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Spatial niche partitioning may promote coexistence of Pygoscelis penguins as climate-induced sympatry occurs

TitleSpatial niche partitioning may promote coexistence of Pygoscelis penguins as climate-induced sympatry occurs
Publication TypeJournal Article
Year of Publication2018
AuthorsPickett E.P, Fraser W.R, Patterson-Fraser D.L, Cimino M.A, Torres L.G, Friedlaender A.S
JournalEcology and Evolution
Date Published2018/10
Type of ArticleArticle
ISBN Number2045-7758
Accession NumberWOS:000448803000017
KeywordsAdelie penguin; breeding adelie penguins; chinstrap; climate change; diving behavior; ecological segregation; Environmental Sciences & Ecology; euphausia-superba; Evolutionary Biology; foraging; gentoo; home-range; interspecific competition; king-george-island; lter; palmer; papua; penguin; penguins; Pygoscelis; Pygoscelis adeliae; range shift; southern-ocean; space use; western antarctic peninsula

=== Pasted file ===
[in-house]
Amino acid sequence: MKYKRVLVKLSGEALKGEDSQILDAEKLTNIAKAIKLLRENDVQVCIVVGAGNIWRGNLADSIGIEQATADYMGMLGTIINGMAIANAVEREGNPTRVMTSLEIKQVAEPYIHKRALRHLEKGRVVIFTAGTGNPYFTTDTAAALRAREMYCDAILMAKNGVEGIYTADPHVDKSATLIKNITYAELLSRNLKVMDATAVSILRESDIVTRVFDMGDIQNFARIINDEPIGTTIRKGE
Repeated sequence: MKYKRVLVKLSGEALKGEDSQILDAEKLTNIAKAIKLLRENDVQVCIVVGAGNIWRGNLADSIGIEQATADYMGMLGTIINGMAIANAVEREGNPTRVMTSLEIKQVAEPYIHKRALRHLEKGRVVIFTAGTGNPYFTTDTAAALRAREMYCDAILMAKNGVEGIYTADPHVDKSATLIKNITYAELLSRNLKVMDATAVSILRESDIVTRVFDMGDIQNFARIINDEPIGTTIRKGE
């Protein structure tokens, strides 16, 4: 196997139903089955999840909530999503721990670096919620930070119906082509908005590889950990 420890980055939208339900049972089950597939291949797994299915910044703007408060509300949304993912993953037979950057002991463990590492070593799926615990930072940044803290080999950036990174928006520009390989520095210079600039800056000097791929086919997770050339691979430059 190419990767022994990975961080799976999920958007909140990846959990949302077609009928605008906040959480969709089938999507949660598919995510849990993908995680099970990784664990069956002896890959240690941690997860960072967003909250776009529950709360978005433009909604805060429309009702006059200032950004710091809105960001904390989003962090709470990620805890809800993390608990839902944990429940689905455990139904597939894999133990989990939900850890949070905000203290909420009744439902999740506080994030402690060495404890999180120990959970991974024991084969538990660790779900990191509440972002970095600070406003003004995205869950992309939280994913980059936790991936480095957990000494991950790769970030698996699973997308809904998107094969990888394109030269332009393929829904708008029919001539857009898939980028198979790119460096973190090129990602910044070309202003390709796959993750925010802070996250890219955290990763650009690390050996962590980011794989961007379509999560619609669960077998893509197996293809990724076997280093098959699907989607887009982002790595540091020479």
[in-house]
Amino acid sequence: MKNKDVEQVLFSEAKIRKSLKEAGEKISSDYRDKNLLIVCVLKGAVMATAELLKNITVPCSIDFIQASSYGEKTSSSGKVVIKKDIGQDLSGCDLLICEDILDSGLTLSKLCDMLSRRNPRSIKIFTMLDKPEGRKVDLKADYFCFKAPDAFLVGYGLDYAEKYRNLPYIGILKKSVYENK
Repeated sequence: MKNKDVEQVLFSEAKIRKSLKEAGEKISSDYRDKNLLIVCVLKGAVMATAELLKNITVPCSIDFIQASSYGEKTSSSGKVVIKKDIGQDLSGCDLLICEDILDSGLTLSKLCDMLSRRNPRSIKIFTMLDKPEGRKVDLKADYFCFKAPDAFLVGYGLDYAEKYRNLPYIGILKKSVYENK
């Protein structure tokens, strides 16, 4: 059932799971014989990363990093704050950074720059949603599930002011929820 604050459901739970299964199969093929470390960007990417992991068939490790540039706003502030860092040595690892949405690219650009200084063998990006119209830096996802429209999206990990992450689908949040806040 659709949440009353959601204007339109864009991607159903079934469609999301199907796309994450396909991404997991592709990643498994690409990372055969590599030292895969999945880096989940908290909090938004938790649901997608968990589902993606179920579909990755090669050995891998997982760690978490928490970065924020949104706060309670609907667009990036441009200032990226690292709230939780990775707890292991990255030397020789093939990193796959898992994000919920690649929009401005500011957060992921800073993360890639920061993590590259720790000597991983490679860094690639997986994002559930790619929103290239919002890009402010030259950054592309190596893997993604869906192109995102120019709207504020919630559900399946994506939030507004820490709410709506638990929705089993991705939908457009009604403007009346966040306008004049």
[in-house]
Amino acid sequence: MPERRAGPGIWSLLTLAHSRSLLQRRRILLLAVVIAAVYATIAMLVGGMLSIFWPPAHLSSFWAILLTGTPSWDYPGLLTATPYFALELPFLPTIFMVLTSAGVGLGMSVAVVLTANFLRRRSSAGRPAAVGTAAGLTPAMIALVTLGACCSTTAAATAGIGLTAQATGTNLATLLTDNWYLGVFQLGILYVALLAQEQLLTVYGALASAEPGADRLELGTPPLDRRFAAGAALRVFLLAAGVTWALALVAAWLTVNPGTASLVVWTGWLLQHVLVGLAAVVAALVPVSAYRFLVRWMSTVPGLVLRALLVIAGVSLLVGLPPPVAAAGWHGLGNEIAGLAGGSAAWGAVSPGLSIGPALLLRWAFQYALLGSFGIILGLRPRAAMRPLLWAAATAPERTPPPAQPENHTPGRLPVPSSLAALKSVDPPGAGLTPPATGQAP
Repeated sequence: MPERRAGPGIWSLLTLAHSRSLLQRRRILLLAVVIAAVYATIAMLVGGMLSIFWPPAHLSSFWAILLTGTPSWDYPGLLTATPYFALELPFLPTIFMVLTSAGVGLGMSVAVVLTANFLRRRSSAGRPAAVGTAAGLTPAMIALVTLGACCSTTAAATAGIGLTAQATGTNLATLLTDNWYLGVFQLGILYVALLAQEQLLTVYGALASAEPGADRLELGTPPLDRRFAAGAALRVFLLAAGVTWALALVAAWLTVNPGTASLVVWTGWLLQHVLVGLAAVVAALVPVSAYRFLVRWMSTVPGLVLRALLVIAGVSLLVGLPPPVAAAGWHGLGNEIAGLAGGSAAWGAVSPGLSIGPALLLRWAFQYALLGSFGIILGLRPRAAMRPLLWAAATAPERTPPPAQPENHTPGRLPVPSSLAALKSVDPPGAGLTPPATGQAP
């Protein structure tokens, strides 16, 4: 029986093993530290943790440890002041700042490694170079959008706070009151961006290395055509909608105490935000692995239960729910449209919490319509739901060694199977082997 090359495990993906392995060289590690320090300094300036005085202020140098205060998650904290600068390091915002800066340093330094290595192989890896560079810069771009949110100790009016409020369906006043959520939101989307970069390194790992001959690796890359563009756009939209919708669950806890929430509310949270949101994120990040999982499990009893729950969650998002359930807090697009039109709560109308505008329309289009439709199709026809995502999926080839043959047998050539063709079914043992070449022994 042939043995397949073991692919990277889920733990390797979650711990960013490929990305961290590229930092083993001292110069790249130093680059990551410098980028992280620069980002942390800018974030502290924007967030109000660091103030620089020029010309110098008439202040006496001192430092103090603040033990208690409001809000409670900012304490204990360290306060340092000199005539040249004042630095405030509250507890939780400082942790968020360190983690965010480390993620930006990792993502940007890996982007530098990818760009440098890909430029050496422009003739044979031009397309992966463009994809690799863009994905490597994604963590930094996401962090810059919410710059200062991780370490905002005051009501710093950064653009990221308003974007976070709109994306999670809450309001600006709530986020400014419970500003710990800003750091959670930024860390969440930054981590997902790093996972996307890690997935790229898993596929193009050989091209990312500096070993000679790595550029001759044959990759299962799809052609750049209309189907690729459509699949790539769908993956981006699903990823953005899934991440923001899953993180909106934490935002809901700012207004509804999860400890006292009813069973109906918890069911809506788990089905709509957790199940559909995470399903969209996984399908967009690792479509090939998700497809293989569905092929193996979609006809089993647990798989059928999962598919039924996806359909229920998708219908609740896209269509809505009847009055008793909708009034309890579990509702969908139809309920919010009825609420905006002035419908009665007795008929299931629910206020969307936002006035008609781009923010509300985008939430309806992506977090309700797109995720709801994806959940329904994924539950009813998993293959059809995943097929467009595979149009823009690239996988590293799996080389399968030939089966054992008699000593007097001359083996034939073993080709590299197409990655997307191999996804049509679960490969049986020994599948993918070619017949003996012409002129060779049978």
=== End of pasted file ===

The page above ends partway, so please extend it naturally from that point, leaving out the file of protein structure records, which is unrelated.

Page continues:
Climate-induced range overlap can result in novel interactions between similar species and potentially lead to competitive exclusion. The West Antarctic Peninsula (WAP) is one of the most rapidly warming regions on Earth and is experiencing a poleward climate migration from a polar to subpolar environment. This has resulted in a range expansion of the ice-intolerant gentoo penguins (Pygoscelis papua) and a coincident decrease in ice-obligate Adelie penguins (P.adeliae) near Palmer Station, Anvers Island, WAP. Ecologically similar species that share a limited prey resource must occupy disparate foraging niches in order to co-exist. Therefore, we determined the extent of foraging and dietary niche segregation between Adelie and gentoo penguins during the austral breeding season near Palmer Station. This research was conducted across six breeding seasons, from 2009 to 2014, which allowed us to investigate niche overlap in the context of interannual resource variability. Using biotelemetry and diet sampling, we found substantial overlap in the diets of Adelie and gentoo penguins, who primarily consumed Antarctic krill (Euphausia superba); however, our results showed that Adelie and gentoo penguins partitioned this shared prey resource through horizontal segregation of their core foraging areas. We did not find evidence that Antarctic krill were a limiting resource during the breeding season or that climate-induced sympatry of Adelie and gentoo penguins resulted in competition for prey or caused the subsequent differing population trajectories. This apparent absence of resource competition between Adelie and gentoo penguins throughout this study implies that current population trends in this region are governed by other biological and physical factors. Our results highlight the importance of understanding the mechanistic processes that influence top predator populations in the context of climate-driven ecosystem shifts.

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